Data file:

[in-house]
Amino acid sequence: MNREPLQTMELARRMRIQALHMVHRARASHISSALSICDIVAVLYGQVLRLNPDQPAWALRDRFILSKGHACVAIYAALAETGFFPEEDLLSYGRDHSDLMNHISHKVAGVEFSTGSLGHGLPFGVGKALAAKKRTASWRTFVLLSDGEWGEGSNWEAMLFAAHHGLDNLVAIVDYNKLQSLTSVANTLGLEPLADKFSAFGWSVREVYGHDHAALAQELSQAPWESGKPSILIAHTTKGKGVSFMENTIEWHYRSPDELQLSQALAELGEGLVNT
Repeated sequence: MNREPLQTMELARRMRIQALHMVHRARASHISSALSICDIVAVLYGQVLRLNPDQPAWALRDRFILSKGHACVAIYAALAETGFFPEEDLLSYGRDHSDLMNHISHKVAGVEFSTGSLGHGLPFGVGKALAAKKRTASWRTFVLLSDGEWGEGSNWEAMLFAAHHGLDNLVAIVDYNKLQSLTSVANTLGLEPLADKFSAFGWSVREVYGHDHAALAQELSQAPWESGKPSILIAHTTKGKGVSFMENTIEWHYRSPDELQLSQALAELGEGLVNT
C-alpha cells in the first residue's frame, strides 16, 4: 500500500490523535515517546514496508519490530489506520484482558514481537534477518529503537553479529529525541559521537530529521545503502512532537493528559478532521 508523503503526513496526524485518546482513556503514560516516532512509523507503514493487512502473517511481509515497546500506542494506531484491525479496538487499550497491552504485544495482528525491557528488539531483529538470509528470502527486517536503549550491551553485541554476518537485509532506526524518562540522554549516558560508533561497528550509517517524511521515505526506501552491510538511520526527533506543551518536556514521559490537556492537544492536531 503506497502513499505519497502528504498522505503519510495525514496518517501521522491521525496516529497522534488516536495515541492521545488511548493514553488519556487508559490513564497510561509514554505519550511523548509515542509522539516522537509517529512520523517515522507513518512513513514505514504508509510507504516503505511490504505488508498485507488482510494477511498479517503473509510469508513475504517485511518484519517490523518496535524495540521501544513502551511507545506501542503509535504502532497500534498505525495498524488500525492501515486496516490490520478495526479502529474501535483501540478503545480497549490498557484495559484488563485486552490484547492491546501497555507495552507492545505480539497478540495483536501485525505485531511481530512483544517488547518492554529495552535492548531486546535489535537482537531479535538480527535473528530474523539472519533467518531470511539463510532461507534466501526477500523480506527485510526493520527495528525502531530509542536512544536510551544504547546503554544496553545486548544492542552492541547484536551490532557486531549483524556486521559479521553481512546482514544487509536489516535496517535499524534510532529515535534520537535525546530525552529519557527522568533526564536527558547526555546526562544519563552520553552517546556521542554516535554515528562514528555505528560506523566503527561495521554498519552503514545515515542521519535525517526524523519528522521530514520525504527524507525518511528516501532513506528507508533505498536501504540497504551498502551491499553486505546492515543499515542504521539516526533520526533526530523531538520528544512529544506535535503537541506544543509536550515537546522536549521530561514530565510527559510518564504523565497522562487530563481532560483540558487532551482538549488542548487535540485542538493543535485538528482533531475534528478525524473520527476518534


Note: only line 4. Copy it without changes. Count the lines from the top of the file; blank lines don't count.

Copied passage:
C-alpha cells in the first residue's frame, strides 16, 4: 500500500490523535515517546514496508519490530489506520484482558514481537534477518529503537553479529529525541559521537530529521545503502512532537493528559478532521 508523503503526513496526524485518546482513556503514560516516532512509523507503514493487512502473517511481509515497546500506542494506531484491525479496538487499550497491552504485544495482528525491557528488539531483529538470509528470502527486517536503549550491551553485541554476518537485509532506526524518562540522554549516558560508533561497528550509517517524511521515505526506501552491510538511520526527533506543551518536556514521559490537556492537544492536531 503506497502513499505519497502528504498522505503519510495525514496518517501521522491521525496516529497522534488516536495515541492521545488511548493514553488519556487508559490513564497510561509514554505519550511523548509515542509522539516522537509517529512520523517515522507513518512513513514505514504508509510507504516503505511490504505488508498485507488482510494477511498479517503473509510469508513475504517485511518484519517490523518496535524495540521501544513502551511507545506501542503509535504502532497500534498505525495498524488500525492501515486496516490490520478495526479502529474501535483501540478503545480497549490498557484495559484488563485486552490484547492491546501497555507495552507492545505480539497478540495483536501485525505485531511481530512483544517488547518492554529495552535492548531486546535489535537482537531479535538480527535473528530474523539472519533467518531470511539463510532461507534466501526477500523480506527485510526493520527495528525502531530509542536512544536510551544504547546503554544496553545486548544492542552492541547484536551490532557486531549483524556486521559479521553481512546482514544487509536489516535496517535499524534510532529515535534520537535525546530525552529519557527522568533526564536527558547526555546526562544519563552520553552517546556521542554516535554515528562514528555505528560506523566503527561495521554498519552503514545515515542521519535525517526524523519528522521530514520525504527524507525518511528516501532513506528507508533505498536501504540497504551498502551491499553486505546492515543499515542504521539516526533520526533526530523531538520528544512529544506535535503537541506544543509536550515537546522536549521530561514530565510527559510518564504523565497522562487530563481532560483540558487532551482538549488542548487535540485542538493543535485538528482533531475534528478525524473520527476518534